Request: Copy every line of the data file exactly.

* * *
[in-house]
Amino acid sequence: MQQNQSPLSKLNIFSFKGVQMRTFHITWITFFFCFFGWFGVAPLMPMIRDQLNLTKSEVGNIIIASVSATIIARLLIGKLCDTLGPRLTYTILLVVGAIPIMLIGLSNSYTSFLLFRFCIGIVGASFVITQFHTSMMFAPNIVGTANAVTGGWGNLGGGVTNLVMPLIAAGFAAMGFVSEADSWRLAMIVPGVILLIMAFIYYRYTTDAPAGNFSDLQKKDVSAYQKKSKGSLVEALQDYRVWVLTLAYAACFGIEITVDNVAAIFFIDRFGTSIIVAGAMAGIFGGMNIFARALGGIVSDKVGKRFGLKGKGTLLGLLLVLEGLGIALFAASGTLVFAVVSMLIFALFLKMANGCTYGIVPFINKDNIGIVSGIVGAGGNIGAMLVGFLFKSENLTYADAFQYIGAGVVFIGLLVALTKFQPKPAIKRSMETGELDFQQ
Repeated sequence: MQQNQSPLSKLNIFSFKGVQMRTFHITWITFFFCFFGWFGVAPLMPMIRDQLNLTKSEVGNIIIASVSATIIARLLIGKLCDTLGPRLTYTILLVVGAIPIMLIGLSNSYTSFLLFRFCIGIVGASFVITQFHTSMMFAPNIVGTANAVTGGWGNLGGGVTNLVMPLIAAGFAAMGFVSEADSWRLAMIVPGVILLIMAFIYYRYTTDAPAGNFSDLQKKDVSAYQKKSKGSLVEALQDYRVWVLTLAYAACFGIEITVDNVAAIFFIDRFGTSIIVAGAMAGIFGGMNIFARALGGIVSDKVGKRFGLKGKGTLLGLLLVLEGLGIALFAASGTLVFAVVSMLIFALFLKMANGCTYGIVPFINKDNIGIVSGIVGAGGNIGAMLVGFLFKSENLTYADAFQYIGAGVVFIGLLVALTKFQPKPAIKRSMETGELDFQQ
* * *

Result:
[in-house]
Amino acid sequence: MQQNQSPLSKLNIFSFKGVQMRTFHITWITFFFCFFGWFGVAPLMPMIRDQLNLTKSEVGNIIIASVSATIIARLLIGKLCDTLGPRLTYTILLVVGAIPIMLIGLSNSYTSFLLFRFCIGIVGASFVITQFHTSMMFAPNIVGTANAVTGGWGNLGGGVTNLVMPLIAAGFAAMGFVSEADSWRLAMIVPGVILLIMAFIYYRYTTDAPAGNFSDLQKKDVSAYQKKSKGSLVEALQDYRVWVLTLAYAACFGIEITVDNVAAIFFIDRFGTSIIVAGAMAGIFGGMNIFARALGGIVSDKVGKRFGLKGKGTLLGLLLVLEGLGIALFAASGTLVFAVVSMLIFALFLKMANGCTYGIVPFINKDNIGIVSGIVGAGGNIGAMLVGFLFKSENLTYADAFQYIGAGVVFIGLLVALTKFQPKPAIKRSMETGELDFQQ
Repeated sequence: MQQNQSPLSKLNIFSFKGVQMRTFHITWITFFFCFFGWFGVAPLMPMIRDQLNLTKSEVGNIIIASVSATIIARLLIGKLCDTLGPRLTYTILLVVGAIPIMLIGLSNSYTSFLLFRFCIGIVGASFVITQFHTSMMFAPNIVGTANAVTGGWGNLGGGVTNLVMPLIAAGFAAMGFVSEADSWRLAMIVPGVILLIMAFIYYRYTTDAPAGNFSDLQKKDVSAYQKKSKGSLVEALQDYRVWVLTLAYAACFGIEITVDNVAAIFFIDRFGTSIIVAGAMAGIFGGMNIFARALGGIVSDKVGKRFGLKGKGTLLGLLLVLEGLGIALFAASGTLVFAVVSMLIFALFLKMANGCTYGIVPFINKDNIGIVSGIVGAGGNIGAMLVGFLFKSENLTYADAFQYIGAGVVFIGLLVALTKFQPKPAIKRSMETGELDFQQ